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Ebay Sellers

Discussion in 'General Motorcycling Discussion' started by grange, May 31, 2011.

  1. From time to time, I look at what bikes are selling, and what prices they are going for.
    My question is, why do some sellers have low starting prices, with reserve not met. As you watch over the days, the bike doesn't sell,
    and it seems a waste of time for the seller and those bidding.
    Would it not be better to at least price the bike realistically so that buyers can see what sort of price that you are looking for.

    Please note: the following examples have nothing to do with me and have been chosen as reference only.

    As an example http://cgi.ebay.com.au/ws/eBayISAPI.dll?ViewItem&item=180674602839&ssPageName=STRK:MEWAX:IT is at $1.00 at the moment with reserve not met.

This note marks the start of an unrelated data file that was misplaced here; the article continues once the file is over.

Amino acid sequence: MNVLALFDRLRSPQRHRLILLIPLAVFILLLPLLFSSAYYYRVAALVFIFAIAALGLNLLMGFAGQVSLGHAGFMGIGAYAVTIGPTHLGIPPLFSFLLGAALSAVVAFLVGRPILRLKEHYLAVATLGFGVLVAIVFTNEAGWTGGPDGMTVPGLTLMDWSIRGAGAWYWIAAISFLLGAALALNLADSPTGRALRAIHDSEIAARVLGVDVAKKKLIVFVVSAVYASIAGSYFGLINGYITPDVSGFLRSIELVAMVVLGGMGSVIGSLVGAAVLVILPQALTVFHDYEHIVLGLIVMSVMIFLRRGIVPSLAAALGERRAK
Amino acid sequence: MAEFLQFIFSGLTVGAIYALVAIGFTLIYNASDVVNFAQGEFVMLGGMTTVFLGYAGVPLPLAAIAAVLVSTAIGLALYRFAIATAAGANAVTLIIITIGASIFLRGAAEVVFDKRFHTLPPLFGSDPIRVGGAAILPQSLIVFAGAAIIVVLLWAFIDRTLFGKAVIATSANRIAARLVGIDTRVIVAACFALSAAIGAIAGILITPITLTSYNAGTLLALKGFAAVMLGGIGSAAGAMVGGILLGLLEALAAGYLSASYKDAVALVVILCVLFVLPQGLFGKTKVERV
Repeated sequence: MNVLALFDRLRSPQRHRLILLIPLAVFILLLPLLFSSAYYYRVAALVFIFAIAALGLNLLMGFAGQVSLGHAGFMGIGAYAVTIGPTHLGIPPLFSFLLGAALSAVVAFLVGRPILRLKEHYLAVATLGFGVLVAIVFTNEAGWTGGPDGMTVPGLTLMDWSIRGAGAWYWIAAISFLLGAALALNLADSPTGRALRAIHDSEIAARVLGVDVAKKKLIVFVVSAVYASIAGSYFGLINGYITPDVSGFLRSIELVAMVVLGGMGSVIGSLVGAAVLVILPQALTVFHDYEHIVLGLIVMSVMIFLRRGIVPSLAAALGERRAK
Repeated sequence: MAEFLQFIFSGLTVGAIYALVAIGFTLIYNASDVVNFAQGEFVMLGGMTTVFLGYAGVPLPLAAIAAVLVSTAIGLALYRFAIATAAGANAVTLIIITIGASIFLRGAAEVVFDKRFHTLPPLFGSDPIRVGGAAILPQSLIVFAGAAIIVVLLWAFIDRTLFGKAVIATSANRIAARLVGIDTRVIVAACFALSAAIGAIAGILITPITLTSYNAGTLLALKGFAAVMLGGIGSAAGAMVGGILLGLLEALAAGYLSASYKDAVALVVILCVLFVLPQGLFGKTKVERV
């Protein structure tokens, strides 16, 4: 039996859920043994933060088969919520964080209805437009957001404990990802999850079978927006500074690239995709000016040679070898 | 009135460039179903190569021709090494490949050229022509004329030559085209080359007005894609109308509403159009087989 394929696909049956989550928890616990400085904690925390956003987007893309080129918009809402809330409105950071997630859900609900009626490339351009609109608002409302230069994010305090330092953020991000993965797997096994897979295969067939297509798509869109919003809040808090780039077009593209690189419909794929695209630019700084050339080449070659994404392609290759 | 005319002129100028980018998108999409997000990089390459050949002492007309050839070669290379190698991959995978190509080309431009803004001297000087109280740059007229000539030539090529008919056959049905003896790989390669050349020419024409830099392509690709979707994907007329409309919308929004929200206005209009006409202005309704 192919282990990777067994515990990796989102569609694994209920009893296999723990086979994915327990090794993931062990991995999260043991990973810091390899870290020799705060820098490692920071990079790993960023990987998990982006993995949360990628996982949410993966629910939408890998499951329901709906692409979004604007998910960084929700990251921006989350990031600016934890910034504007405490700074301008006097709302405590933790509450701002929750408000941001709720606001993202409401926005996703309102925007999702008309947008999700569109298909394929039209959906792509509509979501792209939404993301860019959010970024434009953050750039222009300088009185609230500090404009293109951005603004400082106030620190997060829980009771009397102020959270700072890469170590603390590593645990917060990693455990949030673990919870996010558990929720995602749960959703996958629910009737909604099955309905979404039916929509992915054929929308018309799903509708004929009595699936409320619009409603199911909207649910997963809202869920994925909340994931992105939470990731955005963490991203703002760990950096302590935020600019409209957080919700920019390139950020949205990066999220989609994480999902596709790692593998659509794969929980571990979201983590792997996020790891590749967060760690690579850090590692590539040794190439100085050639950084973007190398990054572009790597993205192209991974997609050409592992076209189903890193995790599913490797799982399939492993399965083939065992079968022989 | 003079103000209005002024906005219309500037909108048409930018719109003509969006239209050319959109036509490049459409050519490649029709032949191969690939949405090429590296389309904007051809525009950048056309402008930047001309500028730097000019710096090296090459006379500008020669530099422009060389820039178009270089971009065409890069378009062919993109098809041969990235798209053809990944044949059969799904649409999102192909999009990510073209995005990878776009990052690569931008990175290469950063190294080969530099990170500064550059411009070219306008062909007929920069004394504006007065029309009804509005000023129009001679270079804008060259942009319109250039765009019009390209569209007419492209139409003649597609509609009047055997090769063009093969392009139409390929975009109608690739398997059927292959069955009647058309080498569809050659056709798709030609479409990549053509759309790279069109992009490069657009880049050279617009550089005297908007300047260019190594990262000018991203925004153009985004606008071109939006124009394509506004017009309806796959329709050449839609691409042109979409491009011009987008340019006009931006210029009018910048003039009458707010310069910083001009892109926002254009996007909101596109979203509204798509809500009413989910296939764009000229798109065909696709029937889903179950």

This one http://cgi.ebay.com.au/ws/eBayISAPI.dll?ViewItem&item=180674275238&ssPageName=STRK:MEWAX:IT is at $152, reserve not met, with a buy it now price of $8250.
    Why not put a realistic starting price that shows what the minimum is that you would take for the bike, without all the pissing about.
    It costs the same to list a bike with a $1 starting price as it does to list it with a realistic price.
  2. It might be cheaper (from their end) to put it up with a reserve, than start it with a minimum price?

    Just a quick check on ebay:
    cost to put an auction up - free (<$1)
    $10 ($5000+)

    and reserve is $10, however refunded if the item is sold.

    So is it worth saving a potential 10 bucks? Some people are cheapskates....
  3. You might want to check again , it's $5.00 fixed price listing fee for motorcycles and $40 fixed price if it sells.

    Hence the question, why not put up a realistic starting price....